With all the hoopla and excitement, enthusiasm that went down with that when you look back is it something you're still proud of ? Does it still hold up for you?
Watchmen still holds up for me... I still think Watchmen was a great work. It's not without any flaw, no work is... The hoopla surrounded it has rather blunted some of its appeal for me...to me I'm often reminded of something that David Bowie said when he described himself as the face that had launched a thousand pretensions, you know, and there's some truth about that regarding Watchmen... Watchmen did seem to open the doors for a lot of people who... that grasp the surface of Watchmen, they grasp it got a grittier violence, a more adult approach to sexuality... they probably couldn't grasp exactly how to do some of the clever semiotic stuff that we were doing but they got the sex, the violence, the pretension, the references to popular song lyrics, things like that which all made it very 80s and very modern... and I've seen a lot of retreats of that kind of comic sensibility sense that to me have seemed depressing, pretentious and yet I have to own up to a certain paternity there, you know... the child is ugly but it's probably mine, you know... and that has tended to blunt it a bit...
I wouldn't like to say that Watchmen had a good effect upon comics. I think it was a good comic book but I wouldn't like to say that it had necessarily a good effect upon comics. It might just be doomed us to 10 years of heavy-handed retention...
Looking back on Watchmen, is there anything you wish you'd done differently?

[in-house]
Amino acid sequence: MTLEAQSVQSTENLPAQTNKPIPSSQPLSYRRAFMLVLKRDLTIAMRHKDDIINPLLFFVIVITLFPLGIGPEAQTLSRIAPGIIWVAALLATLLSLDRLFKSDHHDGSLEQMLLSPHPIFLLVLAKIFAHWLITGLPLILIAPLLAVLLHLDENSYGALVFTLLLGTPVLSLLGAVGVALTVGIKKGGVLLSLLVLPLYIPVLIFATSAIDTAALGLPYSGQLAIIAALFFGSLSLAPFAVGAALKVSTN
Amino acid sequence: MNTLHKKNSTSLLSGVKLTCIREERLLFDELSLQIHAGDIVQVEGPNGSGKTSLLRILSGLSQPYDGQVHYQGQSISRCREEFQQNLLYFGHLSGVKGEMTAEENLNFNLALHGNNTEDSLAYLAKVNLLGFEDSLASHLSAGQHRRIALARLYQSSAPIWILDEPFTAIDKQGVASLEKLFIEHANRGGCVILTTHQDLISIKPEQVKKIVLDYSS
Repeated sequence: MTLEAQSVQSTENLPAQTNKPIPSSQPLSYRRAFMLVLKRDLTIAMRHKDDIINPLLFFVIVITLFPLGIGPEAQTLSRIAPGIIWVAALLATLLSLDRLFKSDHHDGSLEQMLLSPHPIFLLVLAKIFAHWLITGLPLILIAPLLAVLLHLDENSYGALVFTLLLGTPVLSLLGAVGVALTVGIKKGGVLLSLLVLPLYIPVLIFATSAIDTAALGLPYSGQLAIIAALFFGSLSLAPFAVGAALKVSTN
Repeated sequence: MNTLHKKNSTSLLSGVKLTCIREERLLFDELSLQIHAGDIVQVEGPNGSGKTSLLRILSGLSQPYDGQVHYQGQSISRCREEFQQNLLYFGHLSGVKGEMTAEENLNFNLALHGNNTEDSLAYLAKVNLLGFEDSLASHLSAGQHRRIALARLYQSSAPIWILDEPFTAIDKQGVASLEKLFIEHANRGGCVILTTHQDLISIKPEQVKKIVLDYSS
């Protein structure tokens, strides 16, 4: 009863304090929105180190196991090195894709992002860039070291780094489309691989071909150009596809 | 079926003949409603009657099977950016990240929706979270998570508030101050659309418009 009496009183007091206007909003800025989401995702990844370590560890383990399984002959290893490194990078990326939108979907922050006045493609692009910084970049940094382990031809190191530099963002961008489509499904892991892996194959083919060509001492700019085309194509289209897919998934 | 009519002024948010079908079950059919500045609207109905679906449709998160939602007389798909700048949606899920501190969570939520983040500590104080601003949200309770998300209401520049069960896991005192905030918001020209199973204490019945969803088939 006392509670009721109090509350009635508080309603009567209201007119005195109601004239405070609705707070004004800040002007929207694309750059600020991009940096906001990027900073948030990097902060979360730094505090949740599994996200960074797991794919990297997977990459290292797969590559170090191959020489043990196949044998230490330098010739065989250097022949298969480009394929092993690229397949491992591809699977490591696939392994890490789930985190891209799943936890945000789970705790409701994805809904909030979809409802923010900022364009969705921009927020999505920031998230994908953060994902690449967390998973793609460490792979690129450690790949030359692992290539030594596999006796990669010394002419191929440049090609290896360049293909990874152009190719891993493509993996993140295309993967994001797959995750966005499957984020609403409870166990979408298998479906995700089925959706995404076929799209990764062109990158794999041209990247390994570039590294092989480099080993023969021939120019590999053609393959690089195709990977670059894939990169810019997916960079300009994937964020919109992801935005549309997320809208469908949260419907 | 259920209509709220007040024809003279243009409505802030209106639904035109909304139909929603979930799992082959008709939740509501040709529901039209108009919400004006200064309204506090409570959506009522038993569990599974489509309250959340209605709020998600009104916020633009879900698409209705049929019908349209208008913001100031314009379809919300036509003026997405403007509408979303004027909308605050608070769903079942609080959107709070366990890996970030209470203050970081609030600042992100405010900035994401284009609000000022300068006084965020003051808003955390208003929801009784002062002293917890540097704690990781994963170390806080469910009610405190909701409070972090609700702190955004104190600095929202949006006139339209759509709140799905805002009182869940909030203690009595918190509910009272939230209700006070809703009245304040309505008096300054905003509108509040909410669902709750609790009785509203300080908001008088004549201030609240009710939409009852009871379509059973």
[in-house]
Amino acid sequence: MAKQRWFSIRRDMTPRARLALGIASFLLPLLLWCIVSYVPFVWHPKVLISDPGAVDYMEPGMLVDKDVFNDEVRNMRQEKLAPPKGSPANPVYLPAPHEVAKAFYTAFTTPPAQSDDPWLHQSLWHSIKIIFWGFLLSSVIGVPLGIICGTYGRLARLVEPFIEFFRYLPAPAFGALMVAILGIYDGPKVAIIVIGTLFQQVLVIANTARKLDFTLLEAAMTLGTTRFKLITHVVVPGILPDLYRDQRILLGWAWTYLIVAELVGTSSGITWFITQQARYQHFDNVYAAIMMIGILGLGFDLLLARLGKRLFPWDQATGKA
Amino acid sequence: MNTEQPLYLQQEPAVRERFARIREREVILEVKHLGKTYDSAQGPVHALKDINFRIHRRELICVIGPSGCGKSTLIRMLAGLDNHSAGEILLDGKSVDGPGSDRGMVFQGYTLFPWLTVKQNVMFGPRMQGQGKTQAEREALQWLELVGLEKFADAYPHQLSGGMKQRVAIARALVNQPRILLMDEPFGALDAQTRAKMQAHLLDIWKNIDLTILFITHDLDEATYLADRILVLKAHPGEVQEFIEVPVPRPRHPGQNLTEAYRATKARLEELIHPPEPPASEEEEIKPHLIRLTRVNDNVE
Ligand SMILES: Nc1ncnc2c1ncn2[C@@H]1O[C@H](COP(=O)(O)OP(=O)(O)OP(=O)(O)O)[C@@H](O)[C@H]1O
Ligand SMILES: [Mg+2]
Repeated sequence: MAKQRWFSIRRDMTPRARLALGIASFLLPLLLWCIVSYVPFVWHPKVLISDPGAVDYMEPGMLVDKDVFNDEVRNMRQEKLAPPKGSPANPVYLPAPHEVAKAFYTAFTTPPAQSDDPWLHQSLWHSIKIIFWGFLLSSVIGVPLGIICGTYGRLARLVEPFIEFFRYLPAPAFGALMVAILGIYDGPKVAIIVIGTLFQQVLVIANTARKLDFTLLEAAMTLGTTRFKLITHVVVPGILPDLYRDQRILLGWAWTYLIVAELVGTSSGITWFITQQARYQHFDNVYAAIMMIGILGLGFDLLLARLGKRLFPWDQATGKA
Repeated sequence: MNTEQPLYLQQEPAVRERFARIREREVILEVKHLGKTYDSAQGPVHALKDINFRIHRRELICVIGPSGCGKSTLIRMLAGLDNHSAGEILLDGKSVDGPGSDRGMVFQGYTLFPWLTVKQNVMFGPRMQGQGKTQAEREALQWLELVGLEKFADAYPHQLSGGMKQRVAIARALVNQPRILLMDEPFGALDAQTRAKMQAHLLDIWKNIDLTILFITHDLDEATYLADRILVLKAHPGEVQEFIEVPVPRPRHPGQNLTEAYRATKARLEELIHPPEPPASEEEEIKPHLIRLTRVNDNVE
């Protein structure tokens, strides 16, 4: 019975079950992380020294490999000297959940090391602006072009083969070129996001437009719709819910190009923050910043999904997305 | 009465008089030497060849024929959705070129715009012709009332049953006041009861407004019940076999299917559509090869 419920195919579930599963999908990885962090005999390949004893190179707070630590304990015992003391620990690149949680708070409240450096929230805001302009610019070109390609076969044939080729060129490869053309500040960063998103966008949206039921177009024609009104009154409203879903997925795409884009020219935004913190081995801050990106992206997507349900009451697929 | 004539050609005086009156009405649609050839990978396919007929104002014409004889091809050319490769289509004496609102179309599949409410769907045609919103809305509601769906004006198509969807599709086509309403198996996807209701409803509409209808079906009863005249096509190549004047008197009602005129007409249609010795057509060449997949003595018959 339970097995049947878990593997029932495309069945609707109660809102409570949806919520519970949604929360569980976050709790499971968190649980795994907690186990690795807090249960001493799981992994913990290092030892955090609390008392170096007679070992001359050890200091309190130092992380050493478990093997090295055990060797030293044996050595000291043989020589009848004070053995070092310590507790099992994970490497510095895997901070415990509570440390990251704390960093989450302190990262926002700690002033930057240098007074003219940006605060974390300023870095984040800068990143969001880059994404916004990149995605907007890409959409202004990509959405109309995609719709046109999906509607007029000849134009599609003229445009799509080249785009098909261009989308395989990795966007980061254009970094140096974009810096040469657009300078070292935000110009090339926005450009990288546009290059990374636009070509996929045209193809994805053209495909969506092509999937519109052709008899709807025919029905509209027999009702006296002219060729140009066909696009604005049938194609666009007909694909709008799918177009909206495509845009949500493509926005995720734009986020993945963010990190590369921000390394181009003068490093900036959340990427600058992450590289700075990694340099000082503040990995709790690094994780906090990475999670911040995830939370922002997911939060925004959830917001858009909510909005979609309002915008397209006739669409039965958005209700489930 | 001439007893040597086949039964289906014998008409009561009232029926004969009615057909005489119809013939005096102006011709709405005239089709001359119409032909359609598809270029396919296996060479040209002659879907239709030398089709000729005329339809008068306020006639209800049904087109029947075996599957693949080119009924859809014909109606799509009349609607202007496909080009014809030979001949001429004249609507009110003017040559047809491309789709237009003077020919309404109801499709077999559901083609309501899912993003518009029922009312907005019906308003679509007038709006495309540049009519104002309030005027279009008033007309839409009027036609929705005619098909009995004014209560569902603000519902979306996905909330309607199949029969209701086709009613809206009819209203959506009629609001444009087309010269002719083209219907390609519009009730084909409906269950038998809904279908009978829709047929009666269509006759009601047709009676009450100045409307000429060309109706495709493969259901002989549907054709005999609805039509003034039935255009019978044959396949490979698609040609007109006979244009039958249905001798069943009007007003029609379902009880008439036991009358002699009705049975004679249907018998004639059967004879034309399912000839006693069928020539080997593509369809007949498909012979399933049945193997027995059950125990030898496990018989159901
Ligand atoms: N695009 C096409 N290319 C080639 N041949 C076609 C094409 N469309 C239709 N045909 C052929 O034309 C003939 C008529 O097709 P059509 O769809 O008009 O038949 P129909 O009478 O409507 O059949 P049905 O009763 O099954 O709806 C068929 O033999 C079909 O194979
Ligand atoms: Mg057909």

No, I think that I'm pretty happy with it as it was. I could have done differently, you know... it was perhaps... not all of it was the book that people wanted to read but all of it was the book that I wanted to
write.What I was trying to do in Watchmen was to use a lot of comic book icons in the plot, in the characters but to do something different with them... I think it was perfectly successful at what it did, you know... Yeah I'm happy with it... I'll stand by Watchmen. [...]
|Art by Nina Helene Hirten|
So I caved and got that BBC Maestro Alan Moore lecture because growing up I easily would’ve told you that my favourite graphic novels were written by him. The series was indeed fantastic and I love his philosophical approach to writing- however I couldn’t get over the fact that he is the most wizard-like entity alive on the planet today so of course I had to do a portrait in the style of my favourite 90s comics. - Nina Helene HirtenFor more info about the artist, visit her official site HERE.
|Art by Chris Weston|
You can recognize some familiar faces: Halo Jones and Waldo "D.R." Dobbs.
|Art by Catriel Tallarico|
Note: This is the 1000th post on this blog! Let me celebrate a bit! Grazie a tutti!
[...] I sat down with both Ha and Cannon to discuss the story behind Top 10 from their perspective, and how the two worked with Moore to craft this remarkable series.